# Constructing the critical region of a binomial test

This is from Hollander's nonparametric inference, chapter 2:

1. A multiple-choice quiz contains ten questions. For each question there are one correct answer and four incorrect answers. A student gets three correct answers on the quiz. Test the hypothesis that the student is guessing.

What is bugging me in this exercise is: how one would decide what the critical region should be? In R, of course, you could write:

 binom.test(3,10,0.2)


And you get a p-value of 0.4296. But what is the critical region behind this p-value and why is R deciding it?

I ran the following:

 pbinom(0:10,10,0.2)
[1] 0.1073742 0.3758096 0.6777995 0.8791261 0.9672065 0.9936306
[7] 0.9991356 0.9999221 0.9999958 0.9999999 1.0000000

dbinom(3,10,0.2)
[1] 0.2013266


So I thought a good critical region would be a two-sided one: if B=0 or B >= 4, reject the hypothesis that the student is guessing. The thing is, this doesn't seem to be a correct solution.

1. Consider what's consistent with guessing and not guessing (and what we might really mean by "guessing" at all). It's a bit like assessing a claim of someone being psychic and able to predict the next die roll or something -- I would not be impressed if the psychic got an unusually low score since it's not consistent with the claim that they can predict.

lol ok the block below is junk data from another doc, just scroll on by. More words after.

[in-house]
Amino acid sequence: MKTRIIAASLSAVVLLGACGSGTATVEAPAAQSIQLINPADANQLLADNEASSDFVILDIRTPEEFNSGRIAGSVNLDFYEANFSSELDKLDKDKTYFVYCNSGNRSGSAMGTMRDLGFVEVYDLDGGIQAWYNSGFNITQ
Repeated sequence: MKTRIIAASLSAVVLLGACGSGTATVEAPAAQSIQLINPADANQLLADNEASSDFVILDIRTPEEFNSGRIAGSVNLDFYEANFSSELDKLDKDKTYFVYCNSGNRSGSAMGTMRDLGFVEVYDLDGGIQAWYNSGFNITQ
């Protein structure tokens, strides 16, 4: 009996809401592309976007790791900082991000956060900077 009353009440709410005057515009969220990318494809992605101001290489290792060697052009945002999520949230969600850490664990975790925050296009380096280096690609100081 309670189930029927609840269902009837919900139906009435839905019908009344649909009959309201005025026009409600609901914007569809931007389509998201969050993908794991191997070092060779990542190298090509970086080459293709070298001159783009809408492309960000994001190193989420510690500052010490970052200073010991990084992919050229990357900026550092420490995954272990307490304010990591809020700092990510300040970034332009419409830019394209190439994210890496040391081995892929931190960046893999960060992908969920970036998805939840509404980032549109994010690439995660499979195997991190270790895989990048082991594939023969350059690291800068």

If a student isn't guessing, we should expect them to do better than guessing but not worse than it. So I would be looking only at rejecting if they get too many right, not if they get too few right.

2. A critical region doesn't really "go with" a p-value; you choose your critical region before you see data, while the p-value is a function of the data. If you choose your critical region after the fact you're asking for people to accuse you of p-hacking.

As you've discovered, it's easy to identify a p-value without having a critical region!

With discrete test statistics and point nulls it makes sense to identify first what possible type I error rates there are.

round(pbinom(0:9,10,.2,lower.tail=FALSE),4) # these will be offset by 1
0.8926 0.6242 0.3222 0.1209 0.0328 0.0064 0.0009 0.0001 0.0000 0.0000


So as we see the reasonable significance levels seem to be ~12%, 3.3% or 0.64% with rejection regions of 4+, 5+ or 6+ respectively. Pick one!